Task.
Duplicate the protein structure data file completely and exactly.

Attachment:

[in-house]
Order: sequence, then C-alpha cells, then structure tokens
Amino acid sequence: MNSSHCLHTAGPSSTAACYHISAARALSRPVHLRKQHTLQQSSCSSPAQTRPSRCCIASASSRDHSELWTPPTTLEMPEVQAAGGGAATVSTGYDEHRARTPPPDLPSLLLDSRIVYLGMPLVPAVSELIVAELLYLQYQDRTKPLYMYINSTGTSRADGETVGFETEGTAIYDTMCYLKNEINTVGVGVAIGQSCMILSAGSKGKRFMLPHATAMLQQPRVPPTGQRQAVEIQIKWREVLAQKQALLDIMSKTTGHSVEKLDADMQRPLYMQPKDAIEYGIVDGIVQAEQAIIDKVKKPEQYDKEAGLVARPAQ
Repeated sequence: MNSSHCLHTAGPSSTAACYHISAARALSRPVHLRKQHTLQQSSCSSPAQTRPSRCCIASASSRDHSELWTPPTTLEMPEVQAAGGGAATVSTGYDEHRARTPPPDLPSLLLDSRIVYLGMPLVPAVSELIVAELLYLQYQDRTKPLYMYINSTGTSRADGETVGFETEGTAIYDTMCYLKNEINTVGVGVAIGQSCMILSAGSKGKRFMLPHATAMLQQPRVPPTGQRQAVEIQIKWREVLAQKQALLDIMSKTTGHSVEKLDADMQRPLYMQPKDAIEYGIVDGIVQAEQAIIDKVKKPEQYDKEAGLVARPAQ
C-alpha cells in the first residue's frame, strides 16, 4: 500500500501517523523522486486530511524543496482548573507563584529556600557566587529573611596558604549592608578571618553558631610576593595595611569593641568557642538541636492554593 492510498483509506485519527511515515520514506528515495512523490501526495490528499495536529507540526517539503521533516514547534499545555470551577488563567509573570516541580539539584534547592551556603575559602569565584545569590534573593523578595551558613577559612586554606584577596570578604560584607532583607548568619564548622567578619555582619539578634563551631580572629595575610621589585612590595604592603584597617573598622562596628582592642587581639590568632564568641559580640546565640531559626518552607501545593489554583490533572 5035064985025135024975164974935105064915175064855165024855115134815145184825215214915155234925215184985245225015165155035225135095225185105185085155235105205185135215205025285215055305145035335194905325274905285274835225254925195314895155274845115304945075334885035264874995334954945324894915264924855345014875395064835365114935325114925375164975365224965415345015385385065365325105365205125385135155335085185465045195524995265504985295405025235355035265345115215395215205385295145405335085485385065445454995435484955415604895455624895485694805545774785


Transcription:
[in-house]
Order: sequence, then C-alpha cells, then structure tokens
Amino acid sequence: MNSSHCLHTAGPSSTAACYHISAARALSRPVHLRKQHTLQQSSCSSPAQTRPSRCCIASASSRDHSELWTPPTTLEMPEVQAAGGGAATVSTGYDEHRARTPPPDLPSLLLDSRIVYLGMPLVPAVSELIVAELLYLQYQDRTKPLYMYINSTGTSRADGETVGFETEGTAIYDTMCYLKNEINTVGVGVAIGQSCMILSAGSKGKRFMLPHATAMLQQPRVPPTGQRQAVEIQIKWREVLAQKQALLDIMSKTTGHSVEKLDADMQRPLYMQPKDAIEYGIVDGIVQAEQAIIDKVKKPEQYDKEAGLVARPAQ
Repeated sequence: MNSSHCLHTAGPSSTAACYHISAARALSRPVHLRKQHTLQQSSCSSPAQTRPSRCCIASASSRDHSELWTPPTTLEMPEVQAAGGGAATVSTGYDEHRARTPPPDLPSLLLDSRIVYLGMPLVPAVSELIVAELLYLQYQDRTKPLYMYINSTGTSRADGETVGFETEGTAIYDTMCYLKNEINTVGVGVAIGQSCMILSAGSKGKRFMLPHATAMLQQPRVPPTGQRQAVEIQIKWREVLAQKQALLDIMSKTTGHSVEKLDADMQRPLYMQPKDAIEYGIVDGIVQAEQAIIDKVKKPEQYDKEAGLVARPAQ
C-alpha cells in the first residue's frame, strides 16, 4: 500500500501517523523522486486530511524543496482548573507563584529556600557566587529573611596558604549592608578571618553558631610576593595595611569593641568557642538541636492554593 492510498483509506485519527511515515520514506528515495512523490501526495490528499495536529507540526517539503521533516514547534499545555470551577488563567509573570516541580539539584534547592551556603575559602569565584545569590534573593523578595551558613577559612586554606584577596570578604560584607532583607548568619564548622567578619555582619539578634563551631580572629595575610621589585612590595604592603584597617573598622562596628582592642587581639590568632564568641559580640546565640531559626518552607501545593489554583490533572 5035064985025135024975164974935105064915175064855165024855115134815145184825215214915155234925215184985245225015165155035225135095225185105185085155235105205185135215205025285215055305145035335194905325274905285274835225254925195314895155274845115304945075334885035264874995334954945324894915264924855345014875395064835365114935325114925375164975365224965415345015385385065365325105365205125385135155335085185465045195524995265504985295405025235355035265345115215395215205385295145405335085485385065445454995435484955415604895455624895485694805545774785